Marine water ecotoxicity kg DCB eq/kWh Emission to air, water and soil
Ozone layer depletion kg CFC-11 eq/kWh Emission to air, water and soil
Photochemical oxidants kg C2H4 eq/kWh Emission to air, water and soil
Terrestrial ecotoxicity kg DCB eq/kWh Emission to air, water and soil and Land use & quality
Economic Capital Costs PKR/kW Financial
O & M costs PKR/kWh Financial
Fuel Costs PKR/kWh Financial
Annualized Costs MPKR/Year Financial
Levelized Costs PKR/kWh Financial
Socio-Political Direct Employment Job-years/TWh Employment
Total Employment Job-years/TWh Employment
Imported fossil fuel avoided koe/kWh Energy security
Diversity of fuel supply mix Score (0–1) Energy security

assessed considering the environmental, economic and social aspects of electricity are outside the scope of this research and therefore not
sustainability in a life cycle perspective. In the fifth step, the most considered.
sustainable electricity generation options for Pakistan have been iden-
tified based on a comparative analysis of all operational alternatives by
giving equal weighting to all sustainability dimensions and respective 2.2. Sustainability indicators selection
indicators. The methodology framed for this study is shown in Fig. 1,
with detailed description of key steps in subsequent sections. In this study, indicators have been identified and selected based on
the globally accepted sustainability issues related to electricity gen-
eration and particularly in the context of Pakistan's power sector.
2.1. Goal and scope definition
Extensive literature has been consulted from which a total of 29 most
relevant taxonomies were reviewed to identify the highlighted sus-
The goal of this study is to assess the sustainability of electricity
tainability issues and indicators as shown in Table 1. After identifica-
sector of Pakistan in terms of economic, environmental and socio-po-
tion of 161 indicators, they were further categorized based on en-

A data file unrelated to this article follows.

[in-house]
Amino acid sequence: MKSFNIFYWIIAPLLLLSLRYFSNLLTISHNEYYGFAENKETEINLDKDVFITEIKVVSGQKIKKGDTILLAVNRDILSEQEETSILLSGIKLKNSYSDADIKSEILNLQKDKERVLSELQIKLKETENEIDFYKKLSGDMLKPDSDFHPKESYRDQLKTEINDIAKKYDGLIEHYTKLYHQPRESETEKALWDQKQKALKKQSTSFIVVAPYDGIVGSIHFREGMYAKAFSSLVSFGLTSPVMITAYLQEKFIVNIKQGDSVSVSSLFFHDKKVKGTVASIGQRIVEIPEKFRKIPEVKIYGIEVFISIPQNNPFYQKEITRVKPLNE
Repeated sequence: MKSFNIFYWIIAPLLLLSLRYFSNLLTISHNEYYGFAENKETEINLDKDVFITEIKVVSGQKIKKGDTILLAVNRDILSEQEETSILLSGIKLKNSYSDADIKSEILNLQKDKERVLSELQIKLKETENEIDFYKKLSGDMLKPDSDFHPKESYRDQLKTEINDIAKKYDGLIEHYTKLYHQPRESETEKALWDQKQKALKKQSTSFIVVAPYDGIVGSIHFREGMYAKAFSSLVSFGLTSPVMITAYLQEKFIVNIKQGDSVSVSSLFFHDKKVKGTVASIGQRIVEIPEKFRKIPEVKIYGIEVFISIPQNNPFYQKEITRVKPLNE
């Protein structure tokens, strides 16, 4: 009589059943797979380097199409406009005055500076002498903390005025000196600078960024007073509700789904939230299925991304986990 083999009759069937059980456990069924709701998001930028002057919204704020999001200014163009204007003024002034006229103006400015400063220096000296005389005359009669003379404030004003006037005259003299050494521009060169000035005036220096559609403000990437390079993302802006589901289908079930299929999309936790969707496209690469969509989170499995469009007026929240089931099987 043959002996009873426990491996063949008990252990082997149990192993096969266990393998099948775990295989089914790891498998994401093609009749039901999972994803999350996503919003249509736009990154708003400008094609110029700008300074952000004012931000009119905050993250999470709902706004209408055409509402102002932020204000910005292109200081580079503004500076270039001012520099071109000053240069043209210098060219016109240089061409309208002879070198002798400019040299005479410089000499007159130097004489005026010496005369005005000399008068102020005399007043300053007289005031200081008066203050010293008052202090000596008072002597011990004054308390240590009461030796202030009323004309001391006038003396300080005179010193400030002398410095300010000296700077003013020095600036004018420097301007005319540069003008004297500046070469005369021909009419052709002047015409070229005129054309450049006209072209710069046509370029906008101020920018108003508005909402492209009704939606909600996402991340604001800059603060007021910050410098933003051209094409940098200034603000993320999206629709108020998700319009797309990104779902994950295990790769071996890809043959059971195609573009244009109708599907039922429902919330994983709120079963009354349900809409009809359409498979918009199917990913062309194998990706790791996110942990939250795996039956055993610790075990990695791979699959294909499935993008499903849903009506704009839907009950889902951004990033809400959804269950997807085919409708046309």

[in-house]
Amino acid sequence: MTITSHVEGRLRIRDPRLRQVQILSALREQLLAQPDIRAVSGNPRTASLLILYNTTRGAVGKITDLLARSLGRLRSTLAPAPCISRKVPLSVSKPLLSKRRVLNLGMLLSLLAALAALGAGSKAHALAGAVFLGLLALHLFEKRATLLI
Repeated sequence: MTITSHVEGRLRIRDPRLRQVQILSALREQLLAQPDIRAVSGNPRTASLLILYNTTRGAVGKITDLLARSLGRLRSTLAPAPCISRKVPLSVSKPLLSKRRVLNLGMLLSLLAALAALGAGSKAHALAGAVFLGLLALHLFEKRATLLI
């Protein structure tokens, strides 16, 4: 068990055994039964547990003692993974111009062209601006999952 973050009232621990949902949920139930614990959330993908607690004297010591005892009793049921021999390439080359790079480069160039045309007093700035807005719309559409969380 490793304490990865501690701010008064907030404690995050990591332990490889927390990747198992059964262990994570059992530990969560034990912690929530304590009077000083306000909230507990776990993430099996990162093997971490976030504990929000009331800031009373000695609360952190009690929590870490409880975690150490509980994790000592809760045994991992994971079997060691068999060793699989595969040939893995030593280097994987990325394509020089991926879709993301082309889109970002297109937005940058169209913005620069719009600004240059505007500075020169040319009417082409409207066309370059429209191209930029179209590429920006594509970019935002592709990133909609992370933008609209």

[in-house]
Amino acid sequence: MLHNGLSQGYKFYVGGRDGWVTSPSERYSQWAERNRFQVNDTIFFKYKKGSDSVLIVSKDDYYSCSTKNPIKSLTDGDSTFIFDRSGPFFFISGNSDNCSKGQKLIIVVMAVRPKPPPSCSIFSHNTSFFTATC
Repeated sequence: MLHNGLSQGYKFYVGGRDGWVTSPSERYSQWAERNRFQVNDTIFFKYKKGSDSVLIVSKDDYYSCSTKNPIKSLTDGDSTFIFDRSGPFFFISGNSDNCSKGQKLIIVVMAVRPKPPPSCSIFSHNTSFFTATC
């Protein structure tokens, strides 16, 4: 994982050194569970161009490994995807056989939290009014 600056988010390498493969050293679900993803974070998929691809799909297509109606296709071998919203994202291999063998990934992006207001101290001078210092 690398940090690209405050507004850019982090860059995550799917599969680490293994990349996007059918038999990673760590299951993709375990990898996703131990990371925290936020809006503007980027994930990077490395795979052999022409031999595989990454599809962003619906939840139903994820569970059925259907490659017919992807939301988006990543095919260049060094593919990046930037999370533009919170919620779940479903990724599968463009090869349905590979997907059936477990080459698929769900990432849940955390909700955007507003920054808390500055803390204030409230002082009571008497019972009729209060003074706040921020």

litical impacts of various production sources currently available by
vironmental, techno-economic and socio-political issues. Based on the
applying a typical life cycle approach. The findings of this study will
available data and categorizations, 20 indicators for this research have
provide a knowledge horizon for policy makers and stakeholders to
been selected considering the global acceptance along with appro-
enhance the performance of electricity sector in the country.
priateness for local energy sector as shown in Table 2. The selection of
The functional unit is an essential element of life cycle assessment to
these indicators is totally based on the triple bottom line thinking of
measure the quantified performance of a product or service and most
sustainability that is only three major dimensions; economy, environ-
importantly it provides basis for comparison of results (Jönsson, 2000;
ment and society are the main focus of this study and indicators related
Mithraratne et al., 2007). In various studies synthesized in Table 1, the
to technology or operability are not considered (Atilgan and Azapagic,
commonly used functional unit for assessing the sustainability of power
2016; UNEP, 2012). The bottom line sustainability indicators cover all
generation is 1 KWh of electricity and same is used for this study.
minor sustainability issues such as technical, operability, etc.
As adopted by different studies including Santoyo-Castelazo and
Further, the assessment of environmental sustainability is carried
Azapagic (2014) and Atilgan and Azapagic (2016), this study covers
out using CML-IA (v.3.03) method that has 11 baseline indicators
different life cycle stages from resource extraction to plant operation or
(Goedkoop et al., 2016; Guinée, 2001). CML is the most commonly used
waste disposal depending on plant type as shown in Fig. 2. Further,
life cycle impact assessment (LCIA) method (ISO, 2000), having a
decommissioning of power plant, and transmission and distribution of
global database, transparency and lesser uncertainty of results as
compared to other available impact assessment methods such as TRACI
Table 3
Electricity mix of Pakistan as per NEPRA (2015). (Bare, 2002), ReCiPe (Goedkoop et al., 2009) and Eco-Indicator 99
(Goedkoop and Spriensma, 2000). Faculty licensed SimaPro